• 35:09 Juju asked: Is having a contract good idea to eliminate the future problems from a co-host such as not showing up consistently?
  • 35:25 I’m never seen a contract used in that way before, although I’m not against it. I’m just not sure how effective it would be. What would the consequences be if the co-host didn’t show up? Some kind of fine? I doubt that someone would sign a contract like that. It’s more important to identify potential problems in advance, and then have a conversation with your co-host and set expectations. Try to anticipate problems and set expectations in advance, not when problems arise. Let your co-host know what you expect from them, and what they can expect if they don’t meet those expectations. Have a plan for what should happen if your co-host can’t show up one week or if they want to quit.
  • 37:28 Rafael asked: How to do you do an interview show with people who aren’t in the same location as you?
  • 37:37 This is usually done over Skype. You call the person on Skype, and you record the audio from the Skype call as well as a file on your end (using Quicktime or Garageband), but you also ask your guest to record a track on their computer as well so you have an audio file with just their voice on it. You then put both local recordings together in an audio editing program and do the editing, mixing and mastering on it. Check out episode 7 – How to Get Great Audio From Your Guests to learn more.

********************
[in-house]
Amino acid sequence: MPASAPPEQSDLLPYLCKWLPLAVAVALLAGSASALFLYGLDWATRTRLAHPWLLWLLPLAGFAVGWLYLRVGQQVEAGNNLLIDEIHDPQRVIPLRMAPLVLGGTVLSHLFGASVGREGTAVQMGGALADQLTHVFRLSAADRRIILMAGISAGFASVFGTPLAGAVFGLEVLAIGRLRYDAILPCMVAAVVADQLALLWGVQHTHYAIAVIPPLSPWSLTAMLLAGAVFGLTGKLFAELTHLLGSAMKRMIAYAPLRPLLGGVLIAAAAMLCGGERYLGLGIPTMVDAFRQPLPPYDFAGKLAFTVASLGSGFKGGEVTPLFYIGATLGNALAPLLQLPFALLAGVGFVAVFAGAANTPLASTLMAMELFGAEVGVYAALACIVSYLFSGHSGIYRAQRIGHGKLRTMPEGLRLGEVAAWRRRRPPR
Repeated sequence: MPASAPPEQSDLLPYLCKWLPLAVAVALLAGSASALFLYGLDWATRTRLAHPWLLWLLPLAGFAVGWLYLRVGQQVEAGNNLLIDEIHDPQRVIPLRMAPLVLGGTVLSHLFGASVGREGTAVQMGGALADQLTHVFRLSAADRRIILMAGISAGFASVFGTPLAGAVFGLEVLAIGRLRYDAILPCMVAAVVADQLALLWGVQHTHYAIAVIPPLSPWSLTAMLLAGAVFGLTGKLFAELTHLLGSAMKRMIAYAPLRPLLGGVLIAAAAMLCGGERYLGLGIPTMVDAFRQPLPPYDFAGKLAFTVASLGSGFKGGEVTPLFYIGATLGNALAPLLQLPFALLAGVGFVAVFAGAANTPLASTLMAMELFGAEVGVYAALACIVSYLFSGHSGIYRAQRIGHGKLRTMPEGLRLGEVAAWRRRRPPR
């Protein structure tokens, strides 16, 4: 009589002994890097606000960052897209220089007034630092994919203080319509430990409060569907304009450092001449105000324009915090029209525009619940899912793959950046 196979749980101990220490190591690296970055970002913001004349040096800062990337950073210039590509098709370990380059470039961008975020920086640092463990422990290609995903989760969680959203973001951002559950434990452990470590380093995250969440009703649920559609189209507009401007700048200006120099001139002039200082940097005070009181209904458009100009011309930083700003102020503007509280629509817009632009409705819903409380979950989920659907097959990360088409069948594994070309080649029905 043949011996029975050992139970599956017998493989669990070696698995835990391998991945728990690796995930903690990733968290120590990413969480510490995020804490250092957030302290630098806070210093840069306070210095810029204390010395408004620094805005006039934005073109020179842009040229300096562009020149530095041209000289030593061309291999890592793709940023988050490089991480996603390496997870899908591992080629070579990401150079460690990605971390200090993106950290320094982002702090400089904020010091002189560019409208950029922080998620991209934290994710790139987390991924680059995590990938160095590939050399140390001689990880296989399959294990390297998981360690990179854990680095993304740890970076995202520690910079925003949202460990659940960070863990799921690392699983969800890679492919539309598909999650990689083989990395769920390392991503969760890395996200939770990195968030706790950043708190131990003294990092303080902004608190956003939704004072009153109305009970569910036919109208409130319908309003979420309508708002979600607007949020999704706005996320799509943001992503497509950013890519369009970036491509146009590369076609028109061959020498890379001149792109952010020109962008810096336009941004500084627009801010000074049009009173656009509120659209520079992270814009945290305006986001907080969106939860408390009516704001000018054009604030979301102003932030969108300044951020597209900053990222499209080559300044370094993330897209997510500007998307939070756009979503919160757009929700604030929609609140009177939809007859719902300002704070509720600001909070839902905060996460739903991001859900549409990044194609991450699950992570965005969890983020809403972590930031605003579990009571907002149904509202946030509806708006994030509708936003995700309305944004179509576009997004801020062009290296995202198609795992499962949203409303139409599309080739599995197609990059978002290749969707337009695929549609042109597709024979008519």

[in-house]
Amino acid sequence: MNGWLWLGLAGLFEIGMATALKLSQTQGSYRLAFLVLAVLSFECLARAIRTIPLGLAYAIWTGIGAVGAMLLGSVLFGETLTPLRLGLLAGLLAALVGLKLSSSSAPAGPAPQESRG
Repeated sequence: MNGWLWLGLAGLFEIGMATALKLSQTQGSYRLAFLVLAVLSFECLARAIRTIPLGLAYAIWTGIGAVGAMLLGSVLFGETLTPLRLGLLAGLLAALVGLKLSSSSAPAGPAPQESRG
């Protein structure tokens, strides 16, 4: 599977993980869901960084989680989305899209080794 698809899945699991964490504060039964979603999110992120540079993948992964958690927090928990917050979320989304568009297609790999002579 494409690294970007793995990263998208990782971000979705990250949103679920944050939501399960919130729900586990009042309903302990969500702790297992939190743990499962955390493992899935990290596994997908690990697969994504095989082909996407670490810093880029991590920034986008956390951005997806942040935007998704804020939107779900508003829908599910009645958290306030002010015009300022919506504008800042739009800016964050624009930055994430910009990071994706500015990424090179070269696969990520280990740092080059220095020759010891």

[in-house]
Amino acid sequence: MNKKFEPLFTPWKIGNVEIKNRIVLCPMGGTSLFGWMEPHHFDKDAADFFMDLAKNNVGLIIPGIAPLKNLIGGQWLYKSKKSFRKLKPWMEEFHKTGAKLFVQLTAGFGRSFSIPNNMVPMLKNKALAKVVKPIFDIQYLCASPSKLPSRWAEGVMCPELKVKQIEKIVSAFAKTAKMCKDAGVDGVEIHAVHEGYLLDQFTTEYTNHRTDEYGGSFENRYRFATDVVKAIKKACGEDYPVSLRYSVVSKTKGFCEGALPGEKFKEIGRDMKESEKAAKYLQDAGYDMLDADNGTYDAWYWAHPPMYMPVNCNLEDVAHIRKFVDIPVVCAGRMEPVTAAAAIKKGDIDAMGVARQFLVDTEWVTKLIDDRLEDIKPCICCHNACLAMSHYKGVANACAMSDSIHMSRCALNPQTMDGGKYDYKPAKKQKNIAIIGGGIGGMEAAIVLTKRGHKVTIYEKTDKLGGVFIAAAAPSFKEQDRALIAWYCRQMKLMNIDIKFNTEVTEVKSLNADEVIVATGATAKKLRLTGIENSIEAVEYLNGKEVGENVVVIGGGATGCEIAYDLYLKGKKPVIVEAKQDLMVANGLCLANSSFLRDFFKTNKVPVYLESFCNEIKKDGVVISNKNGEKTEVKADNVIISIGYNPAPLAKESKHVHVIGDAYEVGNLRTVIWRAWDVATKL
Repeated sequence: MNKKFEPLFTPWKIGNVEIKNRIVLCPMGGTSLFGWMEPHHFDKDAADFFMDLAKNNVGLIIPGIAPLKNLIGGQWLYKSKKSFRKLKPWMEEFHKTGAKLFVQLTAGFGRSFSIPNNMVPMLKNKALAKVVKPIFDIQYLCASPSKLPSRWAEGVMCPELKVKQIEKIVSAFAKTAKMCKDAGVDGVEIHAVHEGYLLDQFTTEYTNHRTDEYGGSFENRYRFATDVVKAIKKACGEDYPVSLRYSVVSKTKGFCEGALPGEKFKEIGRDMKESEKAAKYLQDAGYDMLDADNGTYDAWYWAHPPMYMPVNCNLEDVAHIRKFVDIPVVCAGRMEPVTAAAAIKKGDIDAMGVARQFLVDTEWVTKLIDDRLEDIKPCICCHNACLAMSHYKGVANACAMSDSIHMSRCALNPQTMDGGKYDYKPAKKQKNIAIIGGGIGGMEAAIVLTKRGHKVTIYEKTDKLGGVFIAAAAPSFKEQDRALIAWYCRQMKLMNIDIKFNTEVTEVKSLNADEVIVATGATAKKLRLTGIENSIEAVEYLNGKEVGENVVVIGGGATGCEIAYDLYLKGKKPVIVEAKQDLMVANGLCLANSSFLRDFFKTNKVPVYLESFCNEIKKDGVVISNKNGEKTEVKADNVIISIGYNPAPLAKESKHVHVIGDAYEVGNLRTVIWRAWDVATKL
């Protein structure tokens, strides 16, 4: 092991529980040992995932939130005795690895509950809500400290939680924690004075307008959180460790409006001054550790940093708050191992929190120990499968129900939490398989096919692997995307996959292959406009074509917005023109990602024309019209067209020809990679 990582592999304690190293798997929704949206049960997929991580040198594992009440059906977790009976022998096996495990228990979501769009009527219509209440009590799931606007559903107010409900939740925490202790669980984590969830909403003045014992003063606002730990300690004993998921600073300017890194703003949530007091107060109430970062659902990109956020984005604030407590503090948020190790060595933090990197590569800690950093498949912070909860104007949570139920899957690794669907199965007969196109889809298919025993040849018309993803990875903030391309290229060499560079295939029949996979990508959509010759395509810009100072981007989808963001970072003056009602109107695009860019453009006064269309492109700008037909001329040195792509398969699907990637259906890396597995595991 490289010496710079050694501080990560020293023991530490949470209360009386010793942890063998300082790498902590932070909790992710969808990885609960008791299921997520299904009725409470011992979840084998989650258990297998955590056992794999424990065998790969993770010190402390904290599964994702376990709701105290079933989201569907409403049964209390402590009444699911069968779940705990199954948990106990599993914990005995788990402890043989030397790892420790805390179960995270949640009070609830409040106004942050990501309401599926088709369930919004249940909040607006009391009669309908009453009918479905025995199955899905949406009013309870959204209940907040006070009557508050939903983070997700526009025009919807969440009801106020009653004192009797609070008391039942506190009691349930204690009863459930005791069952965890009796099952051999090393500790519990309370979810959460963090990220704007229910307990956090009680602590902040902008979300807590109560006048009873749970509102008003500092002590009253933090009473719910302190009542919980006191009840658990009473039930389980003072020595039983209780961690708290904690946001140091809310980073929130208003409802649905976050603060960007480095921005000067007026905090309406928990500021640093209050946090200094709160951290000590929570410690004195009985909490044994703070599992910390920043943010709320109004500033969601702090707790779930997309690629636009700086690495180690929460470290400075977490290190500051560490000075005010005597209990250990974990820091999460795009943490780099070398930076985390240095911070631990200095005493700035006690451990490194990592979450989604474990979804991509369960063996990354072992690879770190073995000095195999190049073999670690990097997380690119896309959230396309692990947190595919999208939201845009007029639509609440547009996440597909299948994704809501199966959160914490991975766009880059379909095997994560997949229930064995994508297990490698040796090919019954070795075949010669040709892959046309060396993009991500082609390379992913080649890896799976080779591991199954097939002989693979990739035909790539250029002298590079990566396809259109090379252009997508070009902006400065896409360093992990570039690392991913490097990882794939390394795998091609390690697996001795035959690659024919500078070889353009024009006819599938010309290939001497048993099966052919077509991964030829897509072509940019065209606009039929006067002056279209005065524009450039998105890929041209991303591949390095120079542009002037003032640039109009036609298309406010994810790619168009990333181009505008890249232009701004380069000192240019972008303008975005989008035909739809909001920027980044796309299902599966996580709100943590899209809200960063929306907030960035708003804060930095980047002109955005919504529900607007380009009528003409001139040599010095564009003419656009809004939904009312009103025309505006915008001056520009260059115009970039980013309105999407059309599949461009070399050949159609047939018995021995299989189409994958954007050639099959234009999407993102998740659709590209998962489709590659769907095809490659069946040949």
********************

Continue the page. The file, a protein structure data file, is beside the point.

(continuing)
• 38:20 Sam asked: I will soon be launching a show about communication with a friend. Having been a co-host before, what do you wish you had known before launching a show?
  • 38:44 I think it’s important to have a conversation about goals and what you both want to get out of the podcast. It’s important to know what your co-host wants to get out of the show and what their motivations are for doing the show. It’s also very important to have a good recording setup (mic and interface). I underestimated the importance of sound quality for a long time, but it’s a big reason why some shows are more successful at keeping listeners than others. If you need a great affordable setup, get the Shure SM58 dynamic mic, the Focusrite Scarlett 2i2 USB interface and a pop filter.